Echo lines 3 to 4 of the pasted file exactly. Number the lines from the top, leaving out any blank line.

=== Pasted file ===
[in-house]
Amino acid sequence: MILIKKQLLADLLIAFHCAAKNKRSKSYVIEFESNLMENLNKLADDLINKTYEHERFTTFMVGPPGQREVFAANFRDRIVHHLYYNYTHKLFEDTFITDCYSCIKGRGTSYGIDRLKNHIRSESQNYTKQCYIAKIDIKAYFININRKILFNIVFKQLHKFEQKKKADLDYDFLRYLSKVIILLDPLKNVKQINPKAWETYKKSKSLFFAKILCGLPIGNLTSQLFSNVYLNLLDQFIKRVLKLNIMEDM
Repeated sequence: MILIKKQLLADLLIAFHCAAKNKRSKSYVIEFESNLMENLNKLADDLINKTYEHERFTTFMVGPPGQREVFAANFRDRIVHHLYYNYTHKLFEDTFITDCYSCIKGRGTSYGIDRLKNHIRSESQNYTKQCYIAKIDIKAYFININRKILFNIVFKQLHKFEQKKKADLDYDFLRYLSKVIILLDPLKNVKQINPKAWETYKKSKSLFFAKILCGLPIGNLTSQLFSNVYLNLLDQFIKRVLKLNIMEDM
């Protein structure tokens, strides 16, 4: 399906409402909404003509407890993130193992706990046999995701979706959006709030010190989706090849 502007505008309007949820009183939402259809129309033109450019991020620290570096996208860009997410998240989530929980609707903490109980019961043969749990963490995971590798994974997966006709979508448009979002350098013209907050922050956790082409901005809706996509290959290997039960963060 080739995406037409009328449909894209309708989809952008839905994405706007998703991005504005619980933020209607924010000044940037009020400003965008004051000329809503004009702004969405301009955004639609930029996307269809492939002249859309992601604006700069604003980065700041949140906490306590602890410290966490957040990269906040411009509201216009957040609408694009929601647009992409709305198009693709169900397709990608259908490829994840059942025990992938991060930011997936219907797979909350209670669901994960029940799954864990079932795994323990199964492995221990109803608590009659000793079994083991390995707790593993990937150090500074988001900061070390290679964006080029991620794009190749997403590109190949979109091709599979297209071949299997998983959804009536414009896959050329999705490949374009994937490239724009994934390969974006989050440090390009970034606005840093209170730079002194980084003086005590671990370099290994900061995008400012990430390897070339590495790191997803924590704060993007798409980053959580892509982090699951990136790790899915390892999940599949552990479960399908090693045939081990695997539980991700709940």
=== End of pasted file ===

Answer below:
Repeated sequence: MILIKKQLLADLLIAFHCAAKNKRSKSYVIEFESNLMENLNKLADDLINKTYEHERFTTFMVGPPGQREVFAANFRDRIVHHLYYNYTHKLFEDTFITDCYSCIKGRGTSYGIDRLKNHIRSESQNYTKQCYIAKIDIKAYFININRKILFNIVFKQLHKFEQKKKADLDYDFLRYLSKVIILLDPLKNVKQINPKAWETYKKSKSLFFAKILCGLPIGNLTSQLFSNVYLNLLDQFIKRVLKLNIMEDM
């Protein structure tokens, strides 16, 4: 399906409402909404003509407890993130193992706990046999995701979706959006709030010190989706090849 502007505008309007949820009183939402259809129309033109450019991020620290570096996208860009997410998240989530929980609707903490109980019961043969749990963490995971590798994974997966006709979508448009979002350098013209907050922050956790082409901005809706996509290959290997039960963060 080739995406037409009328449909894209309708989809952008839905994405706007998703991005504005619980933020209607924010000044940037009020400003965008004051000329809503004009702004969405301009955004639609930029996307269809492939002249859309992601604006700069604003980065700041949140906490306590602890410290966490957040990269906040411009509201216009957040609408694009929601647009992409709305198009693709169900397709990608259908490829994840059942025990992938991060930011997936219907797979909350209670669901994960029940799954864990079932795994323990199964492995221990109803608590009659000793079994083991390995707790593993990937150090500074988001900061070390290679964006080029991620794009190749997403590109190949979109091709599979297209071949299997998983959804009536414009896959050329999705490949374009994937490239724009994934390969974006989050440090390009970034606005840093209170730079002194980084003086005590671990370099290994900061995008400012990430390897070339590495790191997803924590704060993007798409980053959580892509982090699951990136790790899915390892999940599949552990479960399908090693045939081990695997539980991700709940």